There will be a celebration of Megan’s life on February 19. Details will be posted soon on and on Megan’s Facebook page: I Want to Give Children Fighting Cancer the Will to Survive.

In lieu of flowers, the family requests donations to The James Fund and BCCCPA.

Those wishing to help support Megan’s campaign to promote childhood cancer awareness through corporate sponsorship or other contributions and means should please email: susan at babbleoncom dot com.

Megan McNeil, singer, loses battle with childhood cancer

Megan McNeil

Discovered by top producer, Megan McNeil’s “The Will to Survive” captured hearts
across North America and gave hope to many

January 29, 2011 – Vancouver, BC – Megan McNeil, 20, a singer who captured the hearts of North Americans with her song about what it’s like to be a kid battling childhood cancer, has died. She had battled Adrenalcortical Carcinoma since she was 16.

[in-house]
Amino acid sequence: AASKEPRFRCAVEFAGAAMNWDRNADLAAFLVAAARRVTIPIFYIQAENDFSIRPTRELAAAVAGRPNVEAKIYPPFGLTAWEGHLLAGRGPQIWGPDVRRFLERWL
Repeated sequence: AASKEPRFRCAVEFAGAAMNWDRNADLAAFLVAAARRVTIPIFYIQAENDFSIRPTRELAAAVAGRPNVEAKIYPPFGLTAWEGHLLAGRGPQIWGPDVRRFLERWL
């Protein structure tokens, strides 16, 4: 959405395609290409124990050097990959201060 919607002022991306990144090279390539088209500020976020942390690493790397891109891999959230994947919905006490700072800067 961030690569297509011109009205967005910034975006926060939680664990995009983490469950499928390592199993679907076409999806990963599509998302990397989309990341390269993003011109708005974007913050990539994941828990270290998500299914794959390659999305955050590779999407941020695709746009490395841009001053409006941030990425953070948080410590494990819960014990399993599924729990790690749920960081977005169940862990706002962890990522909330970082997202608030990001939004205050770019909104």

Megan wrote The Will to Survive to lift the spirits of other kids in the chemo ward.  When legendary music producer Garth Richardson (Hedley, Rage Against the Machine) heard it, he knew he had to be the one to produce it, and a campaign to raise awareness to fight childhood cancer was born.

Canada AM selected Megan’s story one of the best of 2010 and CBC’s Connect with Mark Kelley selected it as the most inspirational story of the year. Tens of millions of people throughout Canada and the US learned more about childhood cancer thanks to Megan’s song and media campaign, and news features on her appeared as far away as England and Russia.

Megan is survived by her parents Suzanne and Dave McNeil. No details about a celebration of Megan’s life are currently available but will be made known when they are available.

The family is requesting privacy at this time but they have issued the following statement: